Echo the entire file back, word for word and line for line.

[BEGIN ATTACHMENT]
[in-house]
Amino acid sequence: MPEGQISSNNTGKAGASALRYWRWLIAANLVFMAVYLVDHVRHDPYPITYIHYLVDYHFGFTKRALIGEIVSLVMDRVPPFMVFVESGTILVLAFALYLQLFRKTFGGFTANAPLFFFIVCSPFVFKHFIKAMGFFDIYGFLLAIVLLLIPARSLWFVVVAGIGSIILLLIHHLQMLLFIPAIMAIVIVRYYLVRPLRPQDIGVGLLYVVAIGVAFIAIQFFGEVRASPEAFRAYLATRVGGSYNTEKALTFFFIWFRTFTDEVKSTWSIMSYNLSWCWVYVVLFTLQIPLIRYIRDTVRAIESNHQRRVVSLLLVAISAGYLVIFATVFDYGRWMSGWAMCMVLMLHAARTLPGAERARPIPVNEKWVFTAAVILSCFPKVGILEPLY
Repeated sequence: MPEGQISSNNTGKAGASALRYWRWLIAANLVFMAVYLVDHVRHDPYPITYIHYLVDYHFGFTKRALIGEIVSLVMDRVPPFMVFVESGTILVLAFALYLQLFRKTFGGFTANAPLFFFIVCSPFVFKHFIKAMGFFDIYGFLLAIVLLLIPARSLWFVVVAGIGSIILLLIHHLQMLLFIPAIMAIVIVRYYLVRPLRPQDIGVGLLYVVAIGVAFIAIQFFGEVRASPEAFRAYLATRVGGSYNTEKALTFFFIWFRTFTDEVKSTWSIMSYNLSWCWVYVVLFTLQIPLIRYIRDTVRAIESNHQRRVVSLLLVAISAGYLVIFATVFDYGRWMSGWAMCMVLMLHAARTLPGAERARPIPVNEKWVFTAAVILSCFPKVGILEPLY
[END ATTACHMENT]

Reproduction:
[in-house]
Amino acid sequence: MPEGQISSNNTGKAGASALRYWRWLIAANLVFMAVYLVDHVRHDPYPITYIHYLVDYHFGFTKRALIGEIVSLVMDRVPPFMVFVESGTILVLAFALYLQLFRKTFGGFTANAPLFFFIVCSPFVFKHFIKAMGFFDIYGFLLAIVLLLIPARSLWFVVVAGIGSIILLLIHHLQMLLFIPAIMAIVIVRYYLVRPLRPQDIGVGLLYVVAIGVAFIAIQFFGEVRASPEAFRAYLATRVGGSYNTEKALTFFFIWFRTFTDEVKSTWSIMSYNLSWCWVYVVLFTLQIPLIRYIRDTVRAIESNHQRRVVSLLLVAISAGYLVIFATVFDYGRWMSGWAMCMVLMLHAARTLPGAERARPIPVNEKWVFTAAVILSCFPKVGILEPLY
Repeated sequence: MPEGQISSNNTGKAGASALRYWRWLIAANLVFMAVYLVDHVRHDPYPITYIHYLVDYHFGFTKRALIGEIVSLVMDRVPPFMVFVESGTILVLAFALYLQLFRKTFGGFTANAPLFFFIVCSPFVFKHFIKAMGFFDIYGFLLAIVLLLIPARSLWFVVVAGIGSIILLLIHHLQMLLFIPAIMAIVIVRYYLVRPLRPQDIGVGLLYVVAIGVAFIAIQFFGEVRASPEAFRAYLATRVGGSYNTEKALTFFFIWFRTFTDEVKSTWSIMSYNLSWCWVYVVLFTLQIPLIRYIRDTVRAIESNHQRRVVSLLLVAISAGYLVIFATVFDYGRWMSGWAMCMVLMLHAARTLPGAERARPIPVNEKWVFTAAVILSCFPKVGILEPLY